Criminal psychologists have known for a long time that motive is the most important thing to understand or work out if anyone wishes to understand not the “how” of crimebut the “why”. And naturally, understanding the why of crime is a good first step to doing something about it.
This is a theory that can be applied to all forms of crime – with cybercrime and hacking being no different. Hackers are, essentially, thieves and data is their loot. Therefore, we might ask the question what on earth do hackers actually want to do with your data?
For anyone concerned about cybercrime, understanding what drives hackers is an important first step. Of course, actually putting measures in place to protect sensitive data (the theft of which can easily sink a company) usually only comes after the relevant security measures are put in place. If you don’t yet have firewalls, edge protection, anti-virus software and other forms of cybersecurity, this is certainly something to attend to post haste.
It is helpful to learn a bit about what drives the criminalsas this is essential for ascertaining how at-risk your company is. Hillstone Networks, specialists in cybersecurity, say that far too few companies are concerned with the why of cybercrime.
Like most crime, cybercrime (potentially) pays. And it pays because data is valuable. The most obvious examples here are things like bank details and log in information, of course. But these areby no meansthe only ways that stealing data can pay.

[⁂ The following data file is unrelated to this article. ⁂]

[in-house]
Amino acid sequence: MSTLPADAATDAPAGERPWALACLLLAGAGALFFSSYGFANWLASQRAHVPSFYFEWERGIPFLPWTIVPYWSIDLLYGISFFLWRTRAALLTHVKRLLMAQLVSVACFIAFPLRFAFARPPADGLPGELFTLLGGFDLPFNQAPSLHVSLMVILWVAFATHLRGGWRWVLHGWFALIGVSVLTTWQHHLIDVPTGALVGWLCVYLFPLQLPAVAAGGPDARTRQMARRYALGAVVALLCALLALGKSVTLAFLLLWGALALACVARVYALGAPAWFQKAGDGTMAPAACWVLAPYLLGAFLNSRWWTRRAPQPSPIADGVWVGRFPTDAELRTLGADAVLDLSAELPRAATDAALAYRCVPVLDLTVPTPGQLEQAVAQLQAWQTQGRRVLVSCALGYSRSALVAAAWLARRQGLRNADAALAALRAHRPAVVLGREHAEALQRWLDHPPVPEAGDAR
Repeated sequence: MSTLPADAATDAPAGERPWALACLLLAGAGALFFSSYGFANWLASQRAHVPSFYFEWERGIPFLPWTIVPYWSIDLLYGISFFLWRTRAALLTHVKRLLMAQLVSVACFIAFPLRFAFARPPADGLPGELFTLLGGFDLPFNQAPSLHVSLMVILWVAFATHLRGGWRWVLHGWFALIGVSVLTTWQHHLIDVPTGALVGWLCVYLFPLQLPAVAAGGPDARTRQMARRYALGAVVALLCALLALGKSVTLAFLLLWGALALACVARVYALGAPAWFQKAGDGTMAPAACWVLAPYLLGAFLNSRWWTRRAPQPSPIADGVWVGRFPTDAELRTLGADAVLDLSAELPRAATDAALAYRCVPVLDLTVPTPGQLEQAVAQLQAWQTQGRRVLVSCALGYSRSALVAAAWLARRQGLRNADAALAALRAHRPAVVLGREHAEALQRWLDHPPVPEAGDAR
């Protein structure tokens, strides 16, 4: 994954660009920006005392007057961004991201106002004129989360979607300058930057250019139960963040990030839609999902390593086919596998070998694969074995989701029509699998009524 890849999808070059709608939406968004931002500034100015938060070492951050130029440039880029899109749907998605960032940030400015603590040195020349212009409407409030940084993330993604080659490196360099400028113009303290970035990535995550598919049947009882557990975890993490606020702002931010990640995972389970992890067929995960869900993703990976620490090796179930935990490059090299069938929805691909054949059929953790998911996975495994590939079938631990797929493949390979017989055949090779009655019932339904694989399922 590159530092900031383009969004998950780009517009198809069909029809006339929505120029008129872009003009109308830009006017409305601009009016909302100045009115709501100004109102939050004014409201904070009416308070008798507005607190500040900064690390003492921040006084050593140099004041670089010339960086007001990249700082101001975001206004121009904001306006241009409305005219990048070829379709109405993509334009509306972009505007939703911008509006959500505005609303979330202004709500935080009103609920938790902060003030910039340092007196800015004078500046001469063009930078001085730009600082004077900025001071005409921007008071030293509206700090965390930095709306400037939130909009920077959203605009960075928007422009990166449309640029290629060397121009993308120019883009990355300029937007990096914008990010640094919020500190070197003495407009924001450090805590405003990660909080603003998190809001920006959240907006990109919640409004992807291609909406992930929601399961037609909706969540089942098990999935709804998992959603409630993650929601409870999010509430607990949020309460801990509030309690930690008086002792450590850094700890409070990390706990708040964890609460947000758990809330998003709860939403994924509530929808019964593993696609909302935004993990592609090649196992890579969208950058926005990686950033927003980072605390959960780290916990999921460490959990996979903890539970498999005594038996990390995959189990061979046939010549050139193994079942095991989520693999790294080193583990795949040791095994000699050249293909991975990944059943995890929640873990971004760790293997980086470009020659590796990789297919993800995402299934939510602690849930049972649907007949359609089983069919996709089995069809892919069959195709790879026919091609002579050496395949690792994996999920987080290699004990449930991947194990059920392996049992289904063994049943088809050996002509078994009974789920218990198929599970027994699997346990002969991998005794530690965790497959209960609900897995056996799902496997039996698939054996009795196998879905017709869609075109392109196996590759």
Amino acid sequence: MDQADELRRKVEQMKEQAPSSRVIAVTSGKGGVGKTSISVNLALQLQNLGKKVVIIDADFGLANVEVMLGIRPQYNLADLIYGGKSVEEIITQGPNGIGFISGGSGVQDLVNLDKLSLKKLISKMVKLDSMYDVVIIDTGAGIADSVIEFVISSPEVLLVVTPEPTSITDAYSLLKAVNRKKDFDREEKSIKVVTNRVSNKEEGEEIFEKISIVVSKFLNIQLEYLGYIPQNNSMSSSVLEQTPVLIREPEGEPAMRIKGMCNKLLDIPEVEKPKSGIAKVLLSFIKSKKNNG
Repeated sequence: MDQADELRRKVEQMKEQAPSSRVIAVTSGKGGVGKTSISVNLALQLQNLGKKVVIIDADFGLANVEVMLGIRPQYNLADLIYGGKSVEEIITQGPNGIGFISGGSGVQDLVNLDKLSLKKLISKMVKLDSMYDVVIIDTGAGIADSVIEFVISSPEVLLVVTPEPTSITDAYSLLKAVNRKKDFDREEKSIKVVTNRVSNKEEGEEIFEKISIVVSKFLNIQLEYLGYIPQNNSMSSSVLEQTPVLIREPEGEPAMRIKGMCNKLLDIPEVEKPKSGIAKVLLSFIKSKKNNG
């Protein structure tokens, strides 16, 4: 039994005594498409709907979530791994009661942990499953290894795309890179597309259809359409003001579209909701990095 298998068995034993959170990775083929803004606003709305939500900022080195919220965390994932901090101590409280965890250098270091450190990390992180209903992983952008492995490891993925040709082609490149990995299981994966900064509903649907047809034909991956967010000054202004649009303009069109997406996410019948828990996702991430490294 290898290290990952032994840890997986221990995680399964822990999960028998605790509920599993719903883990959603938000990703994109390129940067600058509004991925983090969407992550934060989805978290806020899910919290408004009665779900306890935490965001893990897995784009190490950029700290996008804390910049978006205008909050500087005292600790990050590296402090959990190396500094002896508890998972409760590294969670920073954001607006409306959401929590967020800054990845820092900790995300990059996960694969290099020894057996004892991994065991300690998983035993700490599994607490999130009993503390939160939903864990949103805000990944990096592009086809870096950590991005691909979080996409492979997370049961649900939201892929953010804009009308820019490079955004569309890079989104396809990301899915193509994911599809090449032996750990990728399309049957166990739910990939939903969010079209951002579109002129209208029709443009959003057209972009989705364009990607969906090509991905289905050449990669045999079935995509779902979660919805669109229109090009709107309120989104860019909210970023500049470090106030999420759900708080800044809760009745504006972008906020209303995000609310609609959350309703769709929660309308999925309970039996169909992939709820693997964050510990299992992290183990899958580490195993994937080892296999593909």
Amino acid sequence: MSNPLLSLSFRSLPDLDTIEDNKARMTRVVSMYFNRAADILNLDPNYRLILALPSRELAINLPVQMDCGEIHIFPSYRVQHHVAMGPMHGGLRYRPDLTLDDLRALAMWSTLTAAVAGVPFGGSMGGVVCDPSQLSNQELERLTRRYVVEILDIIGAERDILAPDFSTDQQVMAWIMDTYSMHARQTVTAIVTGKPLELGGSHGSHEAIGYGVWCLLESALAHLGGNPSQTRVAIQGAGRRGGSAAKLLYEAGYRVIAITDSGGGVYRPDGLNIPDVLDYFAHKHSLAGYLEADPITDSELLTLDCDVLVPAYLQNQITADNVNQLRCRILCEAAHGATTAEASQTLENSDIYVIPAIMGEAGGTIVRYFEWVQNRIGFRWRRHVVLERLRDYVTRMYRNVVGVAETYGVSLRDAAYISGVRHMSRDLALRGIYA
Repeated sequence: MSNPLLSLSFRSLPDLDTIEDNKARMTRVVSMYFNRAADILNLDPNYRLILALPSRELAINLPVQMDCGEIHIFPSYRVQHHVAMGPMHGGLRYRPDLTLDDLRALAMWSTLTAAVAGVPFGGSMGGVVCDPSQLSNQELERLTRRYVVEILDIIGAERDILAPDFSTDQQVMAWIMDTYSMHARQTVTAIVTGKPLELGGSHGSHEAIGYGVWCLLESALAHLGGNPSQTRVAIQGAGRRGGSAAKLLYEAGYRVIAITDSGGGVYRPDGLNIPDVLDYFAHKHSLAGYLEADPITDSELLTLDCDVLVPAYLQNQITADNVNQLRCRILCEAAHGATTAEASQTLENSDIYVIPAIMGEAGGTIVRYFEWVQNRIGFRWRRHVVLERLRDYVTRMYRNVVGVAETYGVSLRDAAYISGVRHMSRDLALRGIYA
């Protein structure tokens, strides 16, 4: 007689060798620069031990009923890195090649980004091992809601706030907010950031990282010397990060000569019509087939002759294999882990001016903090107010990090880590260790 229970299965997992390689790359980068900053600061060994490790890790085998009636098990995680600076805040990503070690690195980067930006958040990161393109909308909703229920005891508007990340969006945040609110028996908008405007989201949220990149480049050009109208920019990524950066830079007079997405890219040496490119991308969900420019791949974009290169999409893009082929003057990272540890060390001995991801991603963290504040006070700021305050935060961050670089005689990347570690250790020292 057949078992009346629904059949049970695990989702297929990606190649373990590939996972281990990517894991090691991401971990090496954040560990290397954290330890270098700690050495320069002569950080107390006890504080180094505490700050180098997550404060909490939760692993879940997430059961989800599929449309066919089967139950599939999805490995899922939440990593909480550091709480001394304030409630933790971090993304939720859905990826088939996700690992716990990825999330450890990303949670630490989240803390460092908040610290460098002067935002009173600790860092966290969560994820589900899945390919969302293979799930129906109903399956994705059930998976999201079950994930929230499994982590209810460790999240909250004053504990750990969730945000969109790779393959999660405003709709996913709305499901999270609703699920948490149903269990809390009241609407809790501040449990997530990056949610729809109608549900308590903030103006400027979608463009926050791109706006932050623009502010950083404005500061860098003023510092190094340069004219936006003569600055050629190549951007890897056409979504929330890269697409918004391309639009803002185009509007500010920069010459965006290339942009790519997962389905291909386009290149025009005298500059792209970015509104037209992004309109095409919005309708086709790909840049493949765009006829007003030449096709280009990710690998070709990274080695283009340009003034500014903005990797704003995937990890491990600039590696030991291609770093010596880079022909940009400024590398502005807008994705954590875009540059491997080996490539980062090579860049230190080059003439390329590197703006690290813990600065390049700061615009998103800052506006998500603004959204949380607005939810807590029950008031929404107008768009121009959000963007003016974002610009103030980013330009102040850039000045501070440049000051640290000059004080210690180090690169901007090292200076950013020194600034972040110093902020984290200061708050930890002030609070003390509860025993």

Think about how Facebook makes its money.You do not give them your bank details (the service is free). They take instead data concerning your habits and preferences and sell this to advertisers – or the opportunity to advertise on their platform. This type of targeted data marketing is very valuable for businesses. Whereas Facebook use is a sort of deal – a free service for the use of your (not overly sensitive) data – the cyber criminals give you nothing in return, and they don’t ask for your permission.
So, one why of cybercrime is a story as old as the hills – money.
But things can get more interesting than that, and there are some criminal behaviors and motives that are quite unique to cybercrime. Here follows further whys.
Because They Can
Yes, really. If you think about a thief who steals property in the real world, it is quite an undertaking and, very often, done in times of desperation and with the promise of financial reward. Cyber criminals are different.They are unlikely to be steeped in a world of violence, and they are often computer experts who simply want to the thrill of using their skills to hack. After all, they are sitting in a room using a computer when they do it – not driving a getaway car!
Related to the last motive is the lure of the challenge. Hackers often operate in communities, and they can be competitive. So you’ve recently installed an AI-controlled firewall – what a reputation a small-time hacker would garner if they could break past that.
Online, there is no need for plastic surgery or fake beards to steal someone’s identity. All it takes is login details and perhaps a photograph. The gains from impersonating others online are obvious, and personal data is often needed to pull it off.
As these motives show, cybercriminals are very much their own breed, with their own motives (while, of course, still incorporating financial gain). The world of cybercrime bears some stark differences with traditional crime, just as cybersecurity does from traditional security.